During the course of the webinar, there was an ongoing discussion in the chat box about whether the approach being discussed was really just a form or combination of TBL and PBL. One attendee in a way concluded this discussion when she stated “It is TBL, but I think the point is that EAP is sometimes too far removed from the actual target after conclusion of the uni course.” I agree that EAP is divorced from the real language needs that Ss face when they join the workforce but I also feel that Nathan’s suggestions, while undoubtedly interesting and potentially useful, don’t go far enough to bridge that chasm.

Several years ago at a BESIG event, Evan Frendo spoke about mirroring contemporary project practices in the tasks we design such as adopting the framework of agile methodology (popular in IT) and setting up scrum calls because these would better prepare Ss (whether they are already working or about to start work) for the actual challenges they face on the job. A key difference between agile and waterfall (its traditional project management predecessor) is the degree to which it is iterative and relatively egalitarian. Agile promotes a sense of ownership and a spirit of speaking up and sharing. These are invaluable skills for the modern workplace and if we can help shape the language that Ss use while enacting these business skills, they can potentially be more confident, fluent and accurate when it comes to the real thing.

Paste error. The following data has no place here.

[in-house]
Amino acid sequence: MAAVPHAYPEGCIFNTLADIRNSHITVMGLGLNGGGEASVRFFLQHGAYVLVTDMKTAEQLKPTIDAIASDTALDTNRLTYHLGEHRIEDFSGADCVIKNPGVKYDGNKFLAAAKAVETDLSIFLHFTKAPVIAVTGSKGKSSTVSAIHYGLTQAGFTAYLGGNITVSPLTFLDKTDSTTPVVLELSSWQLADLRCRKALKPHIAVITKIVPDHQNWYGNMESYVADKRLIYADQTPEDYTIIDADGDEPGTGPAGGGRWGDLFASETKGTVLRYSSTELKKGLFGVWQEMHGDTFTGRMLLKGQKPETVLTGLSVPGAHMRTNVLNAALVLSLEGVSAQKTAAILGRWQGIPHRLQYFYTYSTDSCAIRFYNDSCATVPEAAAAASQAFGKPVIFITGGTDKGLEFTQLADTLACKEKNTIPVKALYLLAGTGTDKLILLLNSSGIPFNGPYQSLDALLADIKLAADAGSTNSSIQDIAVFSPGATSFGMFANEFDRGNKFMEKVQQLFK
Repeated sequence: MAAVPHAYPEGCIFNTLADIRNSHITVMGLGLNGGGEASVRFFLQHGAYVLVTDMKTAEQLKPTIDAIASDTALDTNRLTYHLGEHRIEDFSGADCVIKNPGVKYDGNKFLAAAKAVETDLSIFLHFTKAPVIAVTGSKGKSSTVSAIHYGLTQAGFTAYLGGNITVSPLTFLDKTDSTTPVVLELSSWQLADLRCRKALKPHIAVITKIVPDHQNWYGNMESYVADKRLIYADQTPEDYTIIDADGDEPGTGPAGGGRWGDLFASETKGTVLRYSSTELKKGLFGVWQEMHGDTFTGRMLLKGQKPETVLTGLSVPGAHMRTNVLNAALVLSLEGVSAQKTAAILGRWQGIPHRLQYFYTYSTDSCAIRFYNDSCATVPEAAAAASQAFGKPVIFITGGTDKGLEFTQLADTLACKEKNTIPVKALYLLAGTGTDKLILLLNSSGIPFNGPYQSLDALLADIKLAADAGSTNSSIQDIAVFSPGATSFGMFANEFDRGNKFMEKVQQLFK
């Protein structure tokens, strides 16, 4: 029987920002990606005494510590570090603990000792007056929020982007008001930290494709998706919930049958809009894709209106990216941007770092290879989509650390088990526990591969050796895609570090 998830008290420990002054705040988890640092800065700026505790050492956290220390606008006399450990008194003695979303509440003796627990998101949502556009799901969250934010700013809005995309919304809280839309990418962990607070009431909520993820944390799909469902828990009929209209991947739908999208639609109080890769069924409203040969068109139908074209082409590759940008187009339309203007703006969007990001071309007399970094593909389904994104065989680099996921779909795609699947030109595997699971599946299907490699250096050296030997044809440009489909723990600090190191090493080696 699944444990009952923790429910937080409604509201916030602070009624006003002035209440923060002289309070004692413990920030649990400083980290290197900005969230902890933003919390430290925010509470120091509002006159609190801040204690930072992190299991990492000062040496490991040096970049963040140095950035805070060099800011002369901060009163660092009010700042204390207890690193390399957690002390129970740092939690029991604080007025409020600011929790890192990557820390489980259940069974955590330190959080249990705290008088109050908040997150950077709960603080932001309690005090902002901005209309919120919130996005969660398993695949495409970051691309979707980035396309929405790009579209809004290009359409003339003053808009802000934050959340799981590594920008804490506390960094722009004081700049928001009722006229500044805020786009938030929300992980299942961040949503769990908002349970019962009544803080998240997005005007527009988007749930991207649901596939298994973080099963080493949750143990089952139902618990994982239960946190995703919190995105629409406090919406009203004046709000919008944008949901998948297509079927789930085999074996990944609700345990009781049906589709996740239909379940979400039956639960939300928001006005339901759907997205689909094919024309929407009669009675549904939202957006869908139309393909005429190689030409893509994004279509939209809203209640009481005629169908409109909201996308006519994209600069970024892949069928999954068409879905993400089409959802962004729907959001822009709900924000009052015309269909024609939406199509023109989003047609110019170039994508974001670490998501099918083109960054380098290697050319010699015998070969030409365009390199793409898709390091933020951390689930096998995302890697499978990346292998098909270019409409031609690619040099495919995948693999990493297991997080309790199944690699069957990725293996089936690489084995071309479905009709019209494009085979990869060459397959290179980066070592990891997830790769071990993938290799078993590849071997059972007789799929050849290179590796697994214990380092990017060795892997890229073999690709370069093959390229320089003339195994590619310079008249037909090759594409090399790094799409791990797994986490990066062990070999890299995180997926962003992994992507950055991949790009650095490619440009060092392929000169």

To equip Ss to be successful team players in projects at work, we need to provide language input and feedback within the context of projects that attempt to replicate work patterns in the industries they are headed towards (not just generic college projects) where the T takes on the dual role of project delivery head and language coach.

Image attribution: Project Success by ken fager | CC BY-NC-SA 2.0

Get them speaking & learning with digital icebreakers | Webinar summary

You can discover more about a person in an hour of play than in a year of conversation. Plato

This is a round-up of activities shared by the ever-prolific and resourceful Shelly Terrell in last week’s IATEFL webinar. Shelly suggested that we spend over 4 hours a day on our devices, perhaps writing more than Jane Austen ever did, and that digital icebreakers are a natural extension of this trend while allowing Ts to guide Ss towards a more mindful digital presence.

Shelly recommended digitizing icebreakers to teach good digital citizenship because iour digital behaviour influences our rituals, customs, values, learning and communication. Most significantly, she told us that digital cultures are causing language to change. For example, selfie was the Oxford word of the year in 2014 and selfie stick was the gift of the year. Ss are creating and developing language every day through technology and once a word or a phrase becomes accepted and incorporated into the dictionary, as Ts, we become responsible for it.  So beyond, getting Ss to know each other better, Shelly explained that some of these activities are designed to get Ss to think about their digital actions. Essentially, they are introductions to both Ss and digital cultures.

Digital bingo 

Works along the lines of conventional bingo with Ss mingling to get three facts validated down, across or diagonally from their peers.  However, the contents of the bingo handout are digital in nature. She did say that she uses it mostly with teachers. You can either print it out or have them do it on their devices with a stylus.  Beyond helping Ss cultivate relationships, Shelly stated they’re also learning new digital words, forming questions and responding in English during this activity.

digital bingo